Artist: Senketsu no Night Club
Release date: 25 September 2018
Label: Dark Jazz Records (Aquarellist)/ Toten Schwan Records
04. Pleasure Can
05. Nikutai No Gakko
08. Aokigahara Jukai
I really want to stress the point from the start that this album should be a revelation to followers of Bohren und der Club of Gore. I’ve been a massive fan of that project for years, and I have desperately hoped that there would be more projects of this style to follow. There certainly are, in a sense. But, the combination of melancholic jazz, dark ambient, and an ear for subtlety and restraint is one that has proven elusive to many of the albums I’ve heard in this corner of musical oddities. Recently, there have been some sparks of interest in this area that I have found more aligned with the sound palette for which I’m searching. But, Shikkoku is consistently committed to combining these elements to a perfection for an entire album.
Speaking of recent releases which come close to this dark jazz perfection, but only for brief moments. The final track on Shikkoku, “Aokigahara Jukai”, reminds me of a combination of Cryo Chamber releases. Flowers for Bodysnatchers and Atrium Carceri certainly come to mind in the piano, while Phonothek and Wordclock elements stand out on the jazz side, with light saxophone elements fading in and out in a ghostly transition, bass gently plucking away. There is a dark and yet fascinating atmosphere created by this music which is truly on par, in my opinion, with the aforementioned projects on Cryo Chamber. It’s easy to make the connection, based on relevant themes. But, the truly impressive part of the connection is on the technical side. “Aokigahara Jukai”, like the entirety of Shikkoku, truly has an atmospheric depth that is magical when heard.
Senketsu no Night Club is comprised of Adriano Vincenti (Zoloft Evra, Macelleria Mobile Di Mezzanotte, Cronaca Nera, Detour Doom Project), Ian Ferguson (The Sarto Klyn V, L’assassinat), Giovanni Leonardi, and Furachi Life. Stated inspiration from material such as “the erotic lyricism of Mishima’s novel Nikutai No Gakko, 愛の渇き, and the eternal clash of Eros and Thanatos by G. Bataille”, shows that Senketsu no Night Club comes at this dark jazz style with a depth and love for their topics which gives them added emphasis. They are truly interested in exploring this Eastern/Western dynamic in a more profound way through dark jazz music. Furachi Life, a Japanese filmmaker as well as sound and performance artist, is considered to be the defining motivating spark behind this project. That she doesn’t contribute musically on Shikkoku, shows how important her influence must be over the structural creativity of the project. Through ideas conveyed to the musicians and through visual artworks conveyed to the audience, Furachi Life is sort of the director of this project, at least from a creative perspective.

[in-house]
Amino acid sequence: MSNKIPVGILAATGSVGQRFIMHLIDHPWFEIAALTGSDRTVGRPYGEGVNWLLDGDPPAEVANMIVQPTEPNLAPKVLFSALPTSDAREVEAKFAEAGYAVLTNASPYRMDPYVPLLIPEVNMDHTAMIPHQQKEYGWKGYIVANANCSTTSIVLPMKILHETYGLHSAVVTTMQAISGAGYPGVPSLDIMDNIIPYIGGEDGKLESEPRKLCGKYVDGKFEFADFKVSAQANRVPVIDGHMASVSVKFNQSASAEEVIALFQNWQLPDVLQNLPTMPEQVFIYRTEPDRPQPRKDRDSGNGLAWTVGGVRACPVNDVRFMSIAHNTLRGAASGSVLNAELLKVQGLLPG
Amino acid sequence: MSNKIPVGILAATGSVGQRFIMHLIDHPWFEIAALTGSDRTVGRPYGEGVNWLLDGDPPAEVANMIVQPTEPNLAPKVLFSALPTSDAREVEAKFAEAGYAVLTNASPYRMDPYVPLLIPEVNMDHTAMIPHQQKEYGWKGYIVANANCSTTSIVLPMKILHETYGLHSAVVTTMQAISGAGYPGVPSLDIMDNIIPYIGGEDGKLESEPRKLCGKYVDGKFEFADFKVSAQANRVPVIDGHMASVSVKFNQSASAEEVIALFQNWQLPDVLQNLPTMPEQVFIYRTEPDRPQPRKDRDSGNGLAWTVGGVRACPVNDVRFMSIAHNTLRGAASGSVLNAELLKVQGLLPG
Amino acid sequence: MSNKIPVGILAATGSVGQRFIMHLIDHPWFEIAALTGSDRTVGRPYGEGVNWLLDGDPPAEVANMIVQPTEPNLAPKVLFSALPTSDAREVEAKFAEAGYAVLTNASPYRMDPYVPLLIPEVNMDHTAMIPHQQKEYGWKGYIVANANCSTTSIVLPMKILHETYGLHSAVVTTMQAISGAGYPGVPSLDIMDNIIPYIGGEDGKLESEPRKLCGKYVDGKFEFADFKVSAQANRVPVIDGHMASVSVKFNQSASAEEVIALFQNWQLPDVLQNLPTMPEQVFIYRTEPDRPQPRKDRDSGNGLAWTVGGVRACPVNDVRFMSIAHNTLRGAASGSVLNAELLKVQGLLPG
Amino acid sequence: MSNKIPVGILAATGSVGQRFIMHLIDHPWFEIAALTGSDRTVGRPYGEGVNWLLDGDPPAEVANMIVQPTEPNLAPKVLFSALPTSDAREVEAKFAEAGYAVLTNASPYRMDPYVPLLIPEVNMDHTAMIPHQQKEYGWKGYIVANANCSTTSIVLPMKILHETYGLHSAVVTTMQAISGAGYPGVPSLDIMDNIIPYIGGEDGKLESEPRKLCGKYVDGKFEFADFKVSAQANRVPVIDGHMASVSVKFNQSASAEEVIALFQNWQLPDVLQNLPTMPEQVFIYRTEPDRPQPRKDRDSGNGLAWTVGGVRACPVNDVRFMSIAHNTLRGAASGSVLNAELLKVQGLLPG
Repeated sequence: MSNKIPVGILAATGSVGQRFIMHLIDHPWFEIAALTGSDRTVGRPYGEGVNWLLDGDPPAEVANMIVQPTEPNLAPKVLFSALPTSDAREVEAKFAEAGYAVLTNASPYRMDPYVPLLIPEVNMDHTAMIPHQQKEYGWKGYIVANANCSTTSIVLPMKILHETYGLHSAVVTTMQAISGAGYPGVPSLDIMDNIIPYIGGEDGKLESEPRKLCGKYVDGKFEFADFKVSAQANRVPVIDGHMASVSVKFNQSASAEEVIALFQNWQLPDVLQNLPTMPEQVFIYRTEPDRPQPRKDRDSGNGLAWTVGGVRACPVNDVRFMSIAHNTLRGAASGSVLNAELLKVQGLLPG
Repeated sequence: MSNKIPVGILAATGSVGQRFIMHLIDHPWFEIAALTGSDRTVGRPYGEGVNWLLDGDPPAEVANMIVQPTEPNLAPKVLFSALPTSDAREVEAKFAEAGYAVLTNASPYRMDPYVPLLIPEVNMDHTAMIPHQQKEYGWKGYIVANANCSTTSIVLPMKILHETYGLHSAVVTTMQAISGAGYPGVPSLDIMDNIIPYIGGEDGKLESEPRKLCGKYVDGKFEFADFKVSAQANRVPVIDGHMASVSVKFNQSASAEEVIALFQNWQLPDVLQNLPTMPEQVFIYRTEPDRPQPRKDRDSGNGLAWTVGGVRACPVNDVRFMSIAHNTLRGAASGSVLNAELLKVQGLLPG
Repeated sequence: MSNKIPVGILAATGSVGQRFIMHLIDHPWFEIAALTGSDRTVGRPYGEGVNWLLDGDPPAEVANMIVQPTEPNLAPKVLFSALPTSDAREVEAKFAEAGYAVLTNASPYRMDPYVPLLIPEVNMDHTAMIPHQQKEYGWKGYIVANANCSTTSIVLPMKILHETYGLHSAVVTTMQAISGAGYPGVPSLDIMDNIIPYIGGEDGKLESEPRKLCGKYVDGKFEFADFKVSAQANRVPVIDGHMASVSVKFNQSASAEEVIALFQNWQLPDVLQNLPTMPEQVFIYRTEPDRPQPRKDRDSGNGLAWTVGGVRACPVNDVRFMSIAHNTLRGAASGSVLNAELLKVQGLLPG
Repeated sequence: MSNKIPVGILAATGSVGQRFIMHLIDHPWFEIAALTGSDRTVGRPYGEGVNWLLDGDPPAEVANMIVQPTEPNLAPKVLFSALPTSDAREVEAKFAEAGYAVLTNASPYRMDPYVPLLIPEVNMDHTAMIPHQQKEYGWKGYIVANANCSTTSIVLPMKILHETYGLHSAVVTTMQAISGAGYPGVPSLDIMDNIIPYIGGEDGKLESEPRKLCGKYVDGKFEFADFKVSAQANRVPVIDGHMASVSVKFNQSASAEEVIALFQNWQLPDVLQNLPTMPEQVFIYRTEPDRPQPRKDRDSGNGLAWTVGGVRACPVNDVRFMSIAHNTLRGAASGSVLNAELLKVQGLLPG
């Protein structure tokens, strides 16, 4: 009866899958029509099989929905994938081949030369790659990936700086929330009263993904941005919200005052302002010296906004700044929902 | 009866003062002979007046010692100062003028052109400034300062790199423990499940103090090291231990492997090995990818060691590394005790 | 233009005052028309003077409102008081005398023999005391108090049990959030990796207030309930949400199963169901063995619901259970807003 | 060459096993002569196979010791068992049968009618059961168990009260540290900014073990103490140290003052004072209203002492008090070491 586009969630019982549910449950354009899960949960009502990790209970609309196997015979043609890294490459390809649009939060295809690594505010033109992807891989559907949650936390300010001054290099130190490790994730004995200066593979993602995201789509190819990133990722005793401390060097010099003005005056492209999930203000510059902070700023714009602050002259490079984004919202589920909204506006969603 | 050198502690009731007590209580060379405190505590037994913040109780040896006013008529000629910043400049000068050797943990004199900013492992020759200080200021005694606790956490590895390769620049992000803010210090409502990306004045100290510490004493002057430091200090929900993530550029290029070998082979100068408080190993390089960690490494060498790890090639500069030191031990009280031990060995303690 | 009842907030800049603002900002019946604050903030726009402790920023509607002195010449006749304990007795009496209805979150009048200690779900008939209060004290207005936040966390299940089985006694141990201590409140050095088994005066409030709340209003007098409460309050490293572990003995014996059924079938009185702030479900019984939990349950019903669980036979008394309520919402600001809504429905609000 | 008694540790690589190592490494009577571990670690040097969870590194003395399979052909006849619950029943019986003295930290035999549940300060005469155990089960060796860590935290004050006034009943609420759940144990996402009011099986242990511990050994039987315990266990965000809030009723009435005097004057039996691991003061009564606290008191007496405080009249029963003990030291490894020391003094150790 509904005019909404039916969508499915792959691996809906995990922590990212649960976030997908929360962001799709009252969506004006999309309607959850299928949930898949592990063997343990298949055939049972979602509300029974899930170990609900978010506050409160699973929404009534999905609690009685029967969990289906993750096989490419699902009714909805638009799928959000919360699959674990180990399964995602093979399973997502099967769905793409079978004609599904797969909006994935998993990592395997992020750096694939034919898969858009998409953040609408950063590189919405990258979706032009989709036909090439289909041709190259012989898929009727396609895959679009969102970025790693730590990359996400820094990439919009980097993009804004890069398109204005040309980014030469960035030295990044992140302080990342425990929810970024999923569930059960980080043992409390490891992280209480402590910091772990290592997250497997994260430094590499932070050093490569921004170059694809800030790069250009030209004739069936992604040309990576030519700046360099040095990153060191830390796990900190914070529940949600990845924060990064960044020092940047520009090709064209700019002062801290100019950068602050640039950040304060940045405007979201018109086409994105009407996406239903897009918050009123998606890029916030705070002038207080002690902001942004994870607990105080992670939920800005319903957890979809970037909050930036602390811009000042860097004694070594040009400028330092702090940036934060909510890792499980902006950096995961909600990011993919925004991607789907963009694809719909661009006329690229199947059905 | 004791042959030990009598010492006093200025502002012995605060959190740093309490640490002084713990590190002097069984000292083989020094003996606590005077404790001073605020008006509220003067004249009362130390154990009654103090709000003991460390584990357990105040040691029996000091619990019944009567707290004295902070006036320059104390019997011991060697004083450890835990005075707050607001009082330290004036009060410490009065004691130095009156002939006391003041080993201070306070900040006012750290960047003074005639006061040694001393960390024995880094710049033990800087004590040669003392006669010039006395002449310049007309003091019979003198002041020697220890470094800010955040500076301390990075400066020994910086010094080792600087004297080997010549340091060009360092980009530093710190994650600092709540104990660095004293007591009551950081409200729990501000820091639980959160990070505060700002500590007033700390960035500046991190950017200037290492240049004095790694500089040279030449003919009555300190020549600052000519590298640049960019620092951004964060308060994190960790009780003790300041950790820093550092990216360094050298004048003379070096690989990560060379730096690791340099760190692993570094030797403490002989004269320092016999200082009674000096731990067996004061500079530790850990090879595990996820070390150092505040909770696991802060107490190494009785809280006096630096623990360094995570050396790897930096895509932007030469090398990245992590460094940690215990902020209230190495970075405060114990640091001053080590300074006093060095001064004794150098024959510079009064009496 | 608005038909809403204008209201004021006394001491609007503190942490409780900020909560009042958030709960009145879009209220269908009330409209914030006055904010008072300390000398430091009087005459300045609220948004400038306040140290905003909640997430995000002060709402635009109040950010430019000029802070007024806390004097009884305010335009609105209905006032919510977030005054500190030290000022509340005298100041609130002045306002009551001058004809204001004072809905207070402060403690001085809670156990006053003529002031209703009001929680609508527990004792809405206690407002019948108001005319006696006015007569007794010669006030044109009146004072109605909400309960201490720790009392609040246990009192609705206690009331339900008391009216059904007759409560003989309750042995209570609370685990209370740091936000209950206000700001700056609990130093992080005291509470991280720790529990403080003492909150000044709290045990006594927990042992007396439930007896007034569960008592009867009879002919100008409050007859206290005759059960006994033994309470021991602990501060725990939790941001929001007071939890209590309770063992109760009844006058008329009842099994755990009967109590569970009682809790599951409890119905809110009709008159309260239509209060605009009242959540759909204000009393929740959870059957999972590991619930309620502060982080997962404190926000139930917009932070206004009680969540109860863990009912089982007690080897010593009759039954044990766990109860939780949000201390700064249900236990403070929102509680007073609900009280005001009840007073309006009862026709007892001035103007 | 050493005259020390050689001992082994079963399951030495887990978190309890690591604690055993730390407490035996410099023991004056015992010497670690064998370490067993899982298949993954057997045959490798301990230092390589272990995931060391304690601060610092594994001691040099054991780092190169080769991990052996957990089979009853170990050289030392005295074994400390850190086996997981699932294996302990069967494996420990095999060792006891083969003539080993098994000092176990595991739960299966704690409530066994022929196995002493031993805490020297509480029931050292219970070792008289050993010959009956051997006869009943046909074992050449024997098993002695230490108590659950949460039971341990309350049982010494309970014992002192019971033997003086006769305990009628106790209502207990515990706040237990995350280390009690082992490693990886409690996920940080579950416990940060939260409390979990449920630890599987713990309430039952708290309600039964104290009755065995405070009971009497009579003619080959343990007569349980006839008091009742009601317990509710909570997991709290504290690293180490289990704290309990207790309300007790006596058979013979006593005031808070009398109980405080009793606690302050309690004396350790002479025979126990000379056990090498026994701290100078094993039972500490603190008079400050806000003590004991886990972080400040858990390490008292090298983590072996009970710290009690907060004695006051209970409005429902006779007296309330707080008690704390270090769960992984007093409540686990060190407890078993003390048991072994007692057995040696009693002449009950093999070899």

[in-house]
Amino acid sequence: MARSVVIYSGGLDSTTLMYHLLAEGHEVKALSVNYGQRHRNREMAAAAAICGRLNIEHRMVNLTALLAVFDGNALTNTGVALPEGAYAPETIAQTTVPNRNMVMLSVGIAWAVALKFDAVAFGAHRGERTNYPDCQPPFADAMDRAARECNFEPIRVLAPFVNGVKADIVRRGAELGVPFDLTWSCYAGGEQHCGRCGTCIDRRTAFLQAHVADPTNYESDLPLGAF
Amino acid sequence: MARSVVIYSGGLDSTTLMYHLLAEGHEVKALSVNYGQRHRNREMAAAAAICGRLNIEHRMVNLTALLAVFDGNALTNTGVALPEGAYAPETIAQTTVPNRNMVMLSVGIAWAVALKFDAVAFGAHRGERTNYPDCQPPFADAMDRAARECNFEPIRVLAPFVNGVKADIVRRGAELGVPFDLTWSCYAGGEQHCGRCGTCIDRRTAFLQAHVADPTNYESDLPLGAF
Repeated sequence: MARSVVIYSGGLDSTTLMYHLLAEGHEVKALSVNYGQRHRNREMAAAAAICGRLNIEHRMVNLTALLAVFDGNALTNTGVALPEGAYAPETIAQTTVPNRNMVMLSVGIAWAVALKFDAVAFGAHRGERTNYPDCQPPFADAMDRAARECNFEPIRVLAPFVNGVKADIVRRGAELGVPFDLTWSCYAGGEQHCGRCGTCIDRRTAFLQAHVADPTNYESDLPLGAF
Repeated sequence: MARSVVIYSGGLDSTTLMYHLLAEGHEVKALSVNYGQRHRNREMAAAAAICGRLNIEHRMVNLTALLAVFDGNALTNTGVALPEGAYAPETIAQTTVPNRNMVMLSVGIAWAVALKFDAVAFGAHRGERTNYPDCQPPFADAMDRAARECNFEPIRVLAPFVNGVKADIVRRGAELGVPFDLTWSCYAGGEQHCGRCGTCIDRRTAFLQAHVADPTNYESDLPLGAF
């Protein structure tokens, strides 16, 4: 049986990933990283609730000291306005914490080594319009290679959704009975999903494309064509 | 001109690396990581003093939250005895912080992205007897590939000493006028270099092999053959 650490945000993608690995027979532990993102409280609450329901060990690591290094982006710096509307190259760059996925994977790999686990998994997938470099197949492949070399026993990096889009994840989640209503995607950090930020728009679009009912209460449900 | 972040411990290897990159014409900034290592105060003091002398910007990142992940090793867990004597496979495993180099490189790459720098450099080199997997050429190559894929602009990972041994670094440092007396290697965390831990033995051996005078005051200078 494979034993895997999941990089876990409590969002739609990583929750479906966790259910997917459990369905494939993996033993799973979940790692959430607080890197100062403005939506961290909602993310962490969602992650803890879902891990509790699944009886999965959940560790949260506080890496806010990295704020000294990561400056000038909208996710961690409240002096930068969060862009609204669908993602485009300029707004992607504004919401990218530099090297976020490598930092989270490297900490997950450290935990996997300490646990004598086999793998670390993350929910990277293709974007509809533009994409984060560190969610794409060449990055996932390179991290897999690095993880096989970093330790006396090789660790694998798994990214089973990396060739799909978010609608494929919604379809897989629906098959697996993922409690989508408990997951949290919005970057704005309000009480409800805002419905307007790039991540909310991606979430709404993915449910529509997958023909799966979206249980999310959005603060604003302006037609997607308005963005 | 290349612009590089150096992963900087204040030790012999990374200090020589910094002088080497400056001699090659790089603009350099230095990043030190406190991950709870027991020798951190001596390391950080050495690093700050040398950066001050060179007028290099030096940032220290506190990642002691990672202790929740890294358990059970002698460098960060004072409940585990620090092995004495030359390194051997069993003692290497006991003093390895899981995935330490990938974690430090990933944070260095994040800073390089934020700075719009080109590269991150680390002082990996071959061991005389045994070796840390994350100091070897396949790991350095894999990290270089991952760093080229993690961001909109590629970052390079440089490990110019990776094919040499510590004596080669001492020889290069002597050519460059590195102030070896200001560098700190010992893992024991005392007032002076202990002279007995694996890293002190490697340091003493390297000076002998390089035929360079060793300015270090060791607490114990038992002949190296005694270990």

Shikkoku has moved much further from the noise roots that were often prevalent on the debut. I am not one for noise music, there are times I will delve into it, but in general it’s a bit too much for me. While Senketsu no Night Club never descended into the chaotic end of that genre for more than brief periods on their previous S/T album, it did make the digestion of their debut album a bit harder for someone preferring a lighter touch. We’ve certainly gotten that lighter touch on Shikkoku. Particularly looking at a track like the closer, “Aokigahara Jukai”, there is a great deal of restraint here. This restraint seems crucial to the combining of all these elements into an entertaining and coherent whole, which will be magnificent to many genre aficionados, but it will also turn the heads of many newcomers. This is music that could be taken on a jazz club tour circuit and find an audience.
I am more attracted to this dark jazz genre by aesthetics and not technique, so I can’t speak to the jazz technicalities of the album. But, I can certainly say that it hits that perfect spot for me. Comparisons to Bohren und der Club of Gore are obviously inescapable, and warranted. To me, this could be one of their albums. There are images of dark smoky rooms. It might be a proper jazz club. It might be some city apartment overlooking Rome or Tokyo as the taxis drive past. It might be the imperceptible depths of Club Silencio. It could be a troubled detective hunting their killer through the haze of the early morning hours. There are a lot of images to conjure and a lot of things to love about the dark jazz genre.
Shikkoku is definitely a step in the right direction for Senketsu no Night Club. They need not abandon the noise elements. But an album where they are as minimally present as Shikkoku worked out well enough that they should not get too concerned with specifically conforming to their past work. With that said, I suppose their future could take them in any direction. We could see more like this, or more of the noise elements coming back to prominence. I would love to see some more input from Furachi Life, in terms of the sound end of the project. But, this is not a necessity by any means. I highly recommend Shikkoku to dark jazz fans, but I think it should find plenty of acclaim from most discerning dark music fans.
Written by: Michael Barnett